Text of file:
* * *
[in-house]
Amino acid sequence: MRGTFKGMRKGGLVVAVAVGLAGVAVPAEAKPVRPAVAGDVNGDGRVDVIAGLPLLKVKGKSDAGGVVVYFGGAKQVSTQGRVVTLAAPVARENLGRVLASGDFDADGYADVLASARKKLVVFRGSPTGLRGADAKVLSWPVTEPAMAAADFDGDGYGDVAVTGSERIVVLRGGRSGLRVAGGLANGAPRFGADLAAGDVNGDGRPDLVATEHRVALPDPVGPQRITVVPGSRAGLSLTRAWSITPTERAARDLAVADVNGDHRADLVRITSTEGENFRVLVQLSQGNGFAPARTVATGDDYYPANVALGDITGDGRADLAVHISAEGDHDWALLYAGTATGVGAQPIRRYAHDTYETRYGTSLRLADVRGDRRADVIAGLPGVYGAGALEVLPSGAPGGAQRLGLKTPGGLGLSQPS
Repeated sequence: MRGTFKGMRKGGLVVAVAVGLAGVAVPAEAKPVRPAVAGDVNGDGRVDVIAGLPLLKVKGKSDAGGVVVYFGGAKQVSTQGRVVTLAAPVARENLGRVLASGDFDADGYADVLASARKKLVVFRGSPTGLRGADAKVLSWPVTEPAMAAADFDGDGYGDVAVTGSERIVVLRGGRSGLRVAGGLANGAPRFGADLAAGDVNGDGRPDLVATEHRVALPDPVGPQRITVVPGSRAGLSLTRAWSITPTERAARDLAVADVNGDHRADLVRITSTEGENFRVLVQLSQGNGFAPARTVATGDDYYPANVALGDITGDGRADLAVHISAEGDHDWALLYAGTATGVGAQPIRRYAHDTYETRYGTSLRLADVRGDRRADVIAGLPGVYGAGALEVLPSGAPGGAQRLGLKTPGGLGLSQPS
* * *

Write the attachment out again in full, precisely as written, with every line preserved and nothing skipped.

[in-house]
Amino acid sequence: MRGTFKGMRKGGLVVAVAVGLAGVAVPAEAKPVRPAVAGDVNGDGRVDVIAGLPLLKVKGKSDAGGVVVYFGGAKQVSTQGRVVTLAAPVARENLGRVLASGDFDADGYADVLASARKKLVVFRGSPTGLRGADAKVLSWPVTEPAMAAADFDGDGYGDVAVTGSERIVVLRGGRSGLRVAGGLANGAPRFGADLAAGDVNGDGRPDLVATEHRVALPDPVGPQRITVVPGSRAGLSLTRAWSITPTERAARDLAVADVNGDHRADLVRITSTEGENFRVLVQLSQGNGFAPARTVATGDDYYPANVALGDITGDGRADLAVHISAEGDHDWALLYAGTATGVGAQPIRRYAHDTYETRYGTSLRLADVRGDRRADVIAGLPGVYGAGALEVLPSGAPGGAQRLGLKTPGGLGLSQPS
Repeated sequence: MRGTFKGMRKGGLVVAVAVGLAGVAVPAEAKPVRPAVAGDVNGDGRVDVIAGLPLLKVKGKSDAGGVVVYFGGAKQVSTQGRVVTLAAPVARENLGRVLASGDFDADGYADVLASARKKLVVFRGSPTGLRGADAKVLSWPVTEPAMAAADFDGDGYGDVAVTGSERIVVLRGGRSGLRVAGGLANGAPRFGADLAAGDVNGDGRPDLVATEHRVALPDPVGPQRITVVPGSRAGLSLTRAWSITPTERAARDLAVADVNGDHRADLVRITSTEGENFRVLVQLSQGNGFAPARTVATGDDYYPANVALGDITGDGRADLAVHISAEGDHDWALLYAGTATGVGAQPIRRYAHDTYETRYGTSLRLADVRGDRRADVIAGLPGVYGAGALEVLPSGAPGGAQRLGLKTPGGLGLSQPS